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Canthoplasty: Nasal and Temporal

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A canthoplasty is a surgery performed to shorten the length of the eyelids. It is generally performed in order to prevent or to stop the hair from the nasal folds from contacting the cornea and causing irritation and scarring.


Scarring to the surface of the eye can occur for a number of reasons. For instance, many pets are unable to fully close their eyes when blinking leaving the center of their cornea constantly exposed to air. This may also occur in pets that sleep with their eyes partially open. A canthoplasty may also be recommended as a preventative measure if your pet is at risk for pushing his eye in front of his eyelids (a proptosis, “poping out”). This usually is a risk factor for pets with bulging eyes. Pets with larger eyelid opening and protruding eyes often expose or rub their eyes on different things causing damage to their eyes. This may develop into a film-like scar tissue on their eyes or result in a corneal abrasion (or ulceration).


Whenever your pet is showing signs of a health issue your first step is to contact your primary care veterinarian. If it is indicated that your pet may suffer from corneal scarring or another serious condition, a veterinary specialist is available at an ExpertVet certified hospital.


Prior to Surgery:

The procedure involves first getting complete blood work and a urinalysis prior to the day of the surgery. These tests are important in reaching an accurate pre-operative evaluation, assuring the goal of a safe anesthesia, and leading to the best possible recovery for your pet. On the day of the surgery, you will not feed your pet breakfast and will need to bring all of your medication with you.



When your pet is admitted for surgery, s/he will be given a sedative to help her/him relax. Later, an IV catheter will be placed for medication and fluid administration. General anesthesia will keep your pet asleep and pain-free during surgery. A surgical team will be monitoring your pet before, during and after surgery. While under general anesthesia, a local block (like a dentist gives) will be placed in the eyelids to keep your pet comfortable after surgery. A “V” shaped section of eyelid and skin is removed along the nasal (inner corner) or temporal (outside corner) side of the eyes. The incisions are closed with 2 layers of sutures. This closure makes the lid opening smaller, protecting the globe.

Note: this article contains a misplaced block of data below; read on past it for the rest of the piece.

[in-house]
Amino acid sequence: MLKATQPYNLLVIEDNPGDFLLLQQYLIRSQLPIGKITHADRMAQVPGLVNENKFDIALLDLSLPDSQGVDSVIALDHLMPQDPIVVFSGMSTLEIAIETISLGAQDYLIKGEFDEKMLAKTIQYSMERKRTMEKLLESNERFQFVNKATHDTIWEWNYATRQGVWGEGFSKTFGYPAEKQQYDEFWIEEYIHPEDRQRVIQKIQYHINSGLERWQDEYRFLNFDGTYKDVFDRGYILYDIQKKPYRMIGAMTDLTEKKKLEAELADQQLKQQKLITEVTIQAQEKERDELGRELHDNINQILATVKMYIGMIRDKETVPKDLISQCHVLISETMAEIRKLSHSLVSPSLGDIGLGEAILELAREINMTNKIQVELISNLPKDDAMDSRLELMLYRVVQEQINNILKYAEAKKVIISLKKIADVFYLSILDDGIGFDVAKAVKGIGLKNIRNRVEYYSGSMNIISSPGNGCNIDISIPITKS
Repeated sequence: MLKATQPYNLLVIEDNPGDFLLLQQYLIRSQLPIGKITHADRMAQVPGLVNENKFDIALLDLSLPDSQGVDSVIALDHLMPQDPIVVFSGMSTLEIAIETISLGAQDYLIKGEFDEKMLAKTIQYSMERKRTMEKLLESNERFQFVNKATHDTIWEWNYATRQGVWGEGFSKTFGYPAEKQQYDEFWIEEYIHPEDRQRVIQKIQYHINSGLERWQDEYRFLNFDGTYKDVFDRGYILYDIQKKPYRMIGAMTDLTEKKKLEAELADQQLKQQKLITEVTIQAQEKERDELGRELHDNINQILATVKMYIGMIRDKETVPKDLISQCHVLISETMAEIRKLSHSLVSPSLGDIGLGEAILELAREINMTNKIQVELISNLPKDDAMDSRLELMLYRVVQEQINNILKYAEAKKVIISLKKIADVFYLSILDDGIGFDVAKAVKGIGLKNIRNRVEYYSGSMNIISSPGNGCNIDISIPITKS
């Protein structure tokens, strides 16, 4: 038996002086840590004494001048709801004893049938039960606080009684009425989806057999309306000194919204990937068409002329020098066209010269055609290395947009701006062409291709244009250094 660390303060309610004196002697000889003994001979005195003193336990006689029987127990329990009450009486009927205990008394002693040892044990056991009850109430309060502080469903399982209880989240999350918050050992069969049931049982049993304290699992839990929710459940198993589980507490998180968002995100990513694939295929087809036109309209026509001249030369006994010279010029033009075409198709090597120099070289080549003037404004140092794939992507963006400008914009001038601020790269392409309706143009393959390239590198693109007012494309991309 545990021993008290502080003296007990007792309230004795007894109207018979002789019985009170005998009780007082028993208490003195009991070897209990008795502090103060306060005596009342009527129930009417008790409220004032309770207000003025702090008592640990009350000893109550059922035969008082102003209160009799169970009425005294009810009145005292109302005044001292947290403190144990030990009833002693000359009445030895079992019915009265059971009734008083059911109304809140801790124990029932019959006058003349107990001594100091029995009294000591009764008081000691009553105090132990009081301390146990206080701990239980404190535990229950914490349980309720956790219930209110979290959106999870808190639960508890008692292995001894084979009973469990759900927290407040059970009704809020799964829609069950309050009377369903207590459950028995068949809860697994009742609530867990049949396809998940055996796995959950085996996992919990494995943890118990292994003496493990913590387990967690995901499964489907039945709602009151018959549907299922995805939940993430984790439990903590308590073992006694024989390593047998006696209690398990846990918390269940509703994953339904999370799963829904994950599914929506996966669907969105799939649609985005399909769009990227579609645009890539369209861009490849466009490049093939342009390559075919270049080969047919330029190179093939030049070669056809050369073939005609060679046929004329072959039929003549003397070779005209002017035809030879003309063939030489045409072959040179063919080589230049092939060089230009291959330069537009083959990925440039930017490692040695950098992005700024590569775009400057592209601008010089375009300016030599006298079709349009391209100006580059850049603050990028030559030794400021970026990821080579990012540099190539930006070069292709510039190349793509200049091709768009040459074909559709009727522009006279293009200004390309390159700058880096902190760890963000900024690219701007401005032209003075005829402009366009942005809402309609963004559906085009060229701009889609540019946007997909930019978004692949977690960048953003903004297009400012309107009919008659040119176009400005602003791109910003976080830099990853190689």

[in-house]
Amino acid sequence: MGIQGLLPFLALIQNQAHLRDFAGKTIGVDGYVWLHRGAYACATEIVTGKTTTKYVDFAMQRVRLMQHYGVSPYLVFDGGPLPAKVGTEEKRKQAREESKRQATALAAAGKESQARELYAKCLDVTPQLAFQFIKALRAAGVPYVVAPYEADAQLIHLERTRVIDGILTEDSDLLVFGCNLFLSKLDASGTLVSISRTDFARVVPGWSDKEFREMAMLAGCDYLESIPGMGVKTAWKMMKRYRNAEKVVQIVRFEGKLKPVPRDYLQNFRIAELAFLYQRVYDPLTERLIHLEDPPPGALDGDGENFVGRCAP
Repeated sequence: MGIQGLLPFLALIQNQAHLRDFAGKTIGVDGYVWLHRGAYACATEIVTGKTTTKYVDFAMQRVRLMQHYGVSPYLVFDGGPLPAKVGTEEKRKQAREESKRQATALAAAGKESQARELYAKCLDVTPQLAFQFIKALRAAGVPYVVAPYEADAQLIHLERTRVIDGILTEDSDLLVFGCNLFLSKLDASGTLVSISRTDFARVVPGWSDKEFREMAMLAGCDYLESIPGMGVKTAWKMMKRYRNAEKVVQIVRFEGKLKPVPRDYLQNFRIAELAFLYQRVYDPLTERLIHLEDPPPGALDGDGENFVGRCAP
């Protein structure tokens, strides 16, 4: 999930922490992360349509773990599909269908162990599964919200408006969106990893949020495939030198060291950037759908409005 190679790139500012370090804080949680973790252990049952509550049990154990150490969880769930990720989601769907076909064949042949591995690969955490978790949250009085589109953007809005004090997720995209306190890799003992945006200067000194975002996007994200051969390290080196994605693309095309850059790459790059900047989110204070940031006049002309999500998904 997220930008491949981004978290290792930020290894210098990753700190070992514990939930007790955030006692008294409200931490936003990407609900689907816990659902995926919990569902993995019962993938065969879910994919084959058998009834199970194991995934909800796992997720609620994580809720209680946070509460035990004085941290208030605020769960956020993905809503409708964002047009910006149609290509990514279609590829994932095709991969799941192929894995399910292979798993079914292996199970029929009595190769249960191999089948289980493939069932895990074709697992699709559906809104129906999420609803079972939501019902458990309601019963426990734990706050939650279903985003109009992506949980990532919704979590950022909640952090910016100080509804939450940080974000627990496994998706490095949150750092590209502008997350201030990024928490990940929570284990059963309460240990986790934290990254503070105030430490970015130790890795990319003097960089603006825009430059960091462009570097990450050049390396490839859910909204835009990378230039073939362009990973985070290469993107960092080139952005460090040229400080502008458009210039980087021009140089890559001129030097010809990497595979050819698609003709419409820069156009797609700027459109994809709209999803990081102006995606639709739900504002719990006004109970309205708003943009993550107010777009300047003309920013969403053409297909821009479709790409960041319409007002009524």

After surgery, an Elizabethan collar will be placed on your pet to prevent rubbing at the sutures. Your pet will go home the same day of the surgery with written instructions regarding medications and post-surgical activity restrictions. The sutures will need to be removed in 12-14 days.



Successful canthoplasty surgery requires care and attention by both owner and ophthalmologist. Complications after canthoplasty are incredibly infrequent, but can include: infection at the incision, premature suture removal by the pet, and, very rarely, hair growth in irregular directions that may necessitate a second procedure. It is to be stressed that these are very seldom seen and almost all patients recover from surgery without any complications.


Alternatives to Surgery:

Diligent application of topical tear-promoting medication or lubricants is a second option for some pets. For most pets and owners, canthoplasty offers a high surgical success rate, convenience of requiring less long-term medical treatment, and the ability to protect the eye for the life of your pet.

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